Although government plans to privatise Sydney’s buses have moved forward, the fight to keep the buses in public hands is not over.

It is now clear that it is not just Region 6 in the inner west that is under threat, with Region 7 next to be targeted. NSW Transport Minister Andrew Constance has said, “they will be all private. In 10 to 15 years’ time government will not be in the provision of transport services”.

When privatisation was announced early this year the mood to fight was strong. Region 6 took strike action on 18 May and held a popular fare-free day on 1 June. The government was on the back foot.

RTBU members were ready to go further with all 12 depot delegates voting for a city-wide strike. When the Industrial Relations Commission (IRC) ruled the strike illegal the RTBU leadership and Unions NSW used the threat of fines to scare eight depots into overturning the decision to strike. Many drivers felt betrayed.

One Ryde depot driver told Solidarity, “at my depot I surveyed 140 drivers, 62 per cent said they would support a strike and about 20 per cent said they would refuse any voluntary overtime. So 80 per cent were in favour of some sort of action. We were very disappointed when we weren’t called out to support Region 6.”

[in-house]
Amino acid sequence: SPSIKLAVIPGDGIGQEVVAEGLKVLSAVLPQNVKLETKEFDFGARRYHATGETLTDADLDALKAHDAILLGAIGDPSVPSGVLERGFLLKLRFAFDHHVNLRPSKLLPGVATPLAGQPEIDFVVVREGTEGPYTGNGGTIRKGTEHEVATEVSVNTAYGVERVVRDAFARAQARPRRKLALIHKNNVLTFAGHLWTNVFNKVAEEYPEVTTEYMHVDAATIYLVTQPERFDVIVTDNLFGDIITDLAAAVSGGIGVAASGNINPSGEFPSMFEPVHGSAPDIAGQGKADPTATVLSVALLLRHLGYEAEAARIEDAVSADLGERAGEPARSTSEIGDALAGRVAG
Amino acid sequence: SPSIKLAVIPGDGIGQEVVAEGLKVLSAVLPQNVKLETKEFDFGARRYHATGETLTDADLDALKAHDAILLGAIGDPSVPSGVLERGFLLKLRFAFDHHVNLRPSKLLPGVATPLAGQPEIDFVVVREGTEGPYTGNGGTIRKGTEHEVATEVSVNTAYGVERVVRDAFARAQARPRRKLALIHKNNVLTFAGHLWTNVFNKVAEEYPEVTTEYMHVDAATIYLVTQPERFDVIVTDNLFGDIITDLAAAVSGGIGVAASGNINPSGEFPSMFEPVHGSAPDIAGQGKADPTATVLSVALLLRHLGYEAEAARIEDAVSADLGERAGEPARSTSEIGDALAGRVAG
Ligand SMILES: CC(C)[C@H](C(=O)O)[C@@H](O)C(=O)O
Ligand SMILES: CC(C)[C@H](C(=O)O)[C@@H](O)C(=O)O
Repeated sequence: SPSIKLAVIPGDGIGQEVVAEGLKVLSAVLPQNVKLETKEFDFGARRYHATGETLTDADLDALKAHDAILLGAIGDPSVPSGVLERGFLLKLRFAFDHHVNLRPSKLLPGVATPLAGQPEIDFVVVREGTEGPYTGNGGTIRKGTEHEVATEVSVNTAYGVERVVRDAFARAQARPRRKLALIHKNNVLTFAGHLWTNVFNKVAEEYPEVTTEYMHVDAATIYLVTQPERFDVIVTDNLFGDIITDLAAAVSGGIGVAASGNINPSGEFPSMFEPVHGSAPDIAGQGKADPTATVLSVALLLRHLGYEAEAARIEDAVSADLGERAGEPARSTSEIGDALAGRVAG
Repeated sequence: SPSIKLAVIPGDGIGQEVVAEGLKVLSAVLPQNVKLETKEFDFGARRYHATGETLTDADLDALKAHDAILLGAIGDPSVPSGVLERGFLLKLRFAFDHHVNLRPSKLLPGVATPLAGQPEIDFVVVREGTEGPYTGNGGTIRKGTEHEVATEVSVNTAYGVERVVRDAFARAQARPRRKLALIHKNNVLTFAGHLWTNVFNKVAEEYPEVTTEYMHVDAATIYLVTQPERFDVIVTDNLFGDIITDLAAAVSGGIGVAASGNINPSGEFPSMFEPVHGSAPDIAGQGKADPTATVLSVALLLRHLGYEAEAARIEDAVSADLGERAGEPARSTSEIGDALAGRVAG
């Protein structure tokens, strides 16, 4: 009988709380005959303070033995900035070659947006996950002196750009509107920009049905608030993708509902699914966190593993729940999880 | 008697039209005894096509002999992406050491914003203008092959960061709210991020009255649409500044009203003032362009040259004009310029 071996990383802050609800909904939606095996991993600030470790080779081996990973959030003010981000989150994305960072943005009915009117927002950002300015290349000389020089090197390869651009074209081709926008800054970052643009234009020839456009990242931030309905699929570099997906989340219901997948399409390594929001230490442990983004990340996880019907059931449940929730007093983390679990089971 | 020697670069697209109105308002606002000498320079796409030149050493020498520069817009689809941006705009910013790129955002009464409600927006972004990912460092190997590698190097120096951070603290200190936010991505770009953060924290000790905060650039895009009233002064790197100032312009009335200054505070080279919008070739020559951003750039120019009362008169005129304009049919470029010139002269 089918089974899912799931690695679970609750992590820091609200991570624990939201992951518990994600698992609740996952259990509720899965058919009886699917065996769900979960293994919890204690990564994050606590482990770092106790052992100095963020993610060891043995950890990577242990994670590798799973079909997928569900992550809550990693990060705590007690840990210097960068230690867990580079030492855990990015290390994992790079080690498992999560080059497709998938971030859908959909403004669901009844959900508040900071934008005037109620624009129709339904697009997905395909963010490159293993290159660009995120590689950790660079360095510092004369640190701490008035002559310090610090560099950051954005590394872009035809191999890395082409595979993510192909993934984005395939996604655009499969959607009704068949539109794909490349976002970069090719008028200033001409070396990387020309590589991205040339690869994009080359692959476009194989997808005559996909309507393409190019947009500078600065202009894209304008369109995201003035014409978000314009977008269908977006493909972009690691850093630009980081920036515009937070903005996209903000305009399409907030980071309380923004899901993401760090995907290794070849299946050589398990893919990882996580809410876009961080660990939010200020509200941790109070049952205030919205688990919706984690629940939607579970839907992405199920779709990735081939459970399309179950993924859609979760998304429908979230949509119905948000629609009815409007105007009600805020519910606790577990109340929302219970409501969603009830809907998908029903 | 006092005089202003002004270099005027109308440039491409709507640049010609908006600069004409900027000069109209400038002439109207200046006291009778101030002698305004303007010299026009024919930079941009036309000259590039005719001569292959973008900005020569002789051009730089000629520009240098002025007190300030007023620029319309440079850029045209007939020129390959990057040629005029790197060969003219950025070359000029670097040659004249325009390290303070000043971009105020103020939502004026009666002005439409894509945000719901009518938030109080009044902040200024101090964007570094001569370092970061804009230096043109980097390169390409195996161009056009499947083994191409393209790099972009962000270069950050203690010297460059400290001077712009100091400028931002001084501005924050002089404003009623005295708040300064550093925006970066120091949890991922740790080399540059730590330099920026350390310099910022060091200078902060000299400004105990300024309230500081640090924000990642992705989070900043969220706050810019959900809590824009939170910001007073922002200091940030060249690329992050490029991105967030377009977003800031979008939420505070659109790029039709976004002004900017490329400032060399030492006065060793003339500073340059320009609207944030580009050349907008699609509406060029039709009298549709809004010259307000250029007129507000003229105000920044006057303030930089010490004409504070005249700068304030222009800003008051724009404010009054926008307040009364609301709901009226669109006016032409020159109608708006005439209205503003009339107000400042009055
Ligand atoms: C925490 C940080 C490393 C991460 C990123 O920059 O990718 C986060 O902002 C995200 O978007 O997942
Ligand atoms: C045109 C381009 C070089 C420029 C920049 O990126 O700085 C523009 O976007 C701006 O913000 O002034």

“RTBU officials said they couldn’t do anything once the IRC placed the orders. But it all comes down to organising people. What’s the fine? They say it’s $10,000. That’s nothing for them,” he said.

A legal challenge to privatisation has been proposed. But it’s unlikely that the courts will rule against the government. Legal action can take months, sometimes years. The strategy of the RTBU is effectively to accept privatisation and push for a good deal with the new private operator.

While Labor has campaigned to keep the buses public, they will not commit to reversing privatisation.

Backing down from strike action has only encouraged the government. The RTBU must be prepared to defy IRC orders.

Depot drivers gathered over 500 RTBU members’ signatures demanding a meeting to discuss the “Don’t sell our buses” campaign, forcing the RTBU to call a Special General Meeting for Sunday 3 December.

“We stood there in the mornings and in the meal breaks and explained the purpose of the special meeting. Drivers signed because they were dissatisfied with the union’s performance regarding privatisation. We got pages of signatures. Out of everyone I asked, 80 per cent signed,” one driver said.

The union officials have refused to act. Stopping privatisation will require rank and file organisation like this among drivers to pull off the strike action needed.

By Matt Meagher

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